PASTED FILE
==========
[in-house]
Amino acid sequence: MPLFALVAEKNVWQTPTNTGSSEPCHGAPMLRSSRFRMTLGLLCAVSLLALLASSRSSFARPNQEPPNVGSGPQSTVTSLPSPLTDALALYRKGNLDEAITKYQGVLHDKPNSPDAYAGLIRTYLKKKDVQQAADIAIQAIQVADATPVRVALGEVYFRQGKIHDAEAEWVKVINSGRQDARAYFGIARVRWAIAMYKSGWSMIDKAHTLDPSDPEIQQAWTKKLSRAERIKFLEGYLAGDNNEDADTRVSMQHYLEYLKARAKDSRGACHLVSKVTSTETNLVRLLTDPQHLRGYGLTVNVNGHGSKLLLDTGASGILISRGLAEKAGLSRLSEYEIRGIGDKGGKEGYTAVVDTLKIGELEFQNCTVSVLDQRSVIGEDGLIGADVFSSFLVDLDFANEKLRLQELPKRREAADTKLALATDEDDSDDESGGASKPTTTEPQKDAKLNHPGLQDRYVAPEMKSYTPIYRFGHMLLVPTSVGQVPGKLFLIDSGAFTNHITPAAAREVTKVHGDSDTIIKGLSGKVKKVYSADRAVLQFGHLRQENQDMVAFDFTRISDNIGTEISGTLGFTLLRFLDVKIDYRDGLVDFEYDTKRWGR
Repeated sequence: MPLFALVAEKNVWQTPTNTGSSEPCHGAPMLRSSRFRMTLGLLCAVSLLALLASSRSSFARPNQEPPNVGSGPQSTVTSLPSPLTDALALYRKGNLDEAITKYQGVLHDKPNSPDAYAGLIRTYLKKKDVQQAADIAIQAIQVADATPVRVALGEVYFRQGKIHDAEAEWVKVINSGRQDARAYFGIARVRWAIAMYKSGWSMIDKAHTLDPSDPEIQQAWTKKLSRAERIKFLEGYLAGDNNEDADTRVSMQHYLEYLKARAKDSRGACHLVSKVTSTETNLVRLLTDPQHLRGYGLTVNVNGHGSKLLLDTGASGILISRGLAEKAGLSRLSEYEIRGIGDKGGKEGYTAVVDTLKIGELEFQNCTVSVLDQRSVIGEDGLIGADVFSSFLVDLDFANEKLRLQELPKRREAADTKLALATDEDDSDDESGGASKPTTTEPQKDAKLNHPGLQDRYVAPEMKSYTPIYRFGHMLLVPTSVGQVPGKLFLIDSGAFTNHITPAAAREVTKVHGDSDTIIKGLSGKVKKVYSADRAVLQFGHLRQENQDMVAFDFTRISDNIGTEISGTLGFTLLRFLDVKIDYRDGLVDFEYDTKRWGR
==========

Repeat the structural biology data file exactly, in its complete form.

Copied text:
[in-house]
Amino acid sequence: MPLFALVAEKNVWQTPTNTGSSEPCHGAPMLRSSRFRMTLGLLCAVSLLALLASSRSSFARPNQEPPNVGSGPQSTVTSLPSPLTDALALYRKGNLDEAITKYQGVLHDKPNSPDAYAGLIRTYLKKKDVQQAADIAIQAIQVADATPVRVALGEVYFRQGKIHDAEAEWVKVINSGRQDARAYFGIARVRWAIAMYKSGWSMIDKAHTLDPSDPEIQQAWTKKLSRAERIKFLEGYLAGDNNEDADTRVSMQHYLEYLKARAKDSRGACHLVSKVTSTETNLVRLLTDPQHLRGYGLTVNVNGHGSKLLLDTGASGILISRGLAEKAGLSRLSEYEIRGIGDKGGKEGYTAVVDTLKIGELEFQNCTVSVLDQRSVIGEDGLIGADVFSSFLVDLDFANEKLRLQELPKRREAADTKLALATDEDDSDDESGGASKPTTTEPQKDAKLNHPGLQDRYVAPEMKSYTPIYRFGHMLLVPTSVGQVPGKLFLIDSGAFTNHITPAAAREVTKVHGDSDTIIKGLSGKVKKVYSADRAVLQFGHLRQENQDMVAFDFTRISDNIGTEISGTLGFTLLRFLDVKIDYRDGLVDFEYDTKRWGR
Repeated sequence: MPLFALVAEKNVWQTPTNTGSSEPCHGAPMLRSSRFRMTLGLLCAVSLLALLASSRSSFARPNQEPPNVGSGPQSTVTSLPSPLTDALALYRKGNLDEAITKYQGVLHDKPNSPDAYAGLIRTYLKKKDVQQAADIAIQAIQVADATPVRVALGEVYFRQGKIHDAEAEWVKVINSGRQDARAYFGIARVRWAIAMYKSGWSMIDKAHTLDPSDPEIQQAWTKKLSRAERIKFLEGYLAGDNNEDADTRVSMQHYLEYLKARAKDSRGACHLVSKVTSTETNLVRLLTDPQHLRGYGLTVNVNGHGSKLLLDTGASGILISRGLAEKAGLSRLSEYEIRGIGDKGGKEGYTAVVDTLKIGELEFQNCTVSVLDQRSVIGEDGLIGADVFSSFLVDLDFANEKLRLQELPKRREAADTKLALATDEDDSDDESGGASKPTTTEPQKDAKLNHPGLQDRYVAPEMKSYTPIYRFGHMLLVPTSVGQVPGKLFLIDSGAFTNHITPAAAREVTKVHGDSDTIIKGLSGKVKKVYSADRAVLQFGHLRQENQDMVAFDFTRISDNIGTEISGTLGFTLLRFLDVKIDYRDGLVDFEYDTKRWGR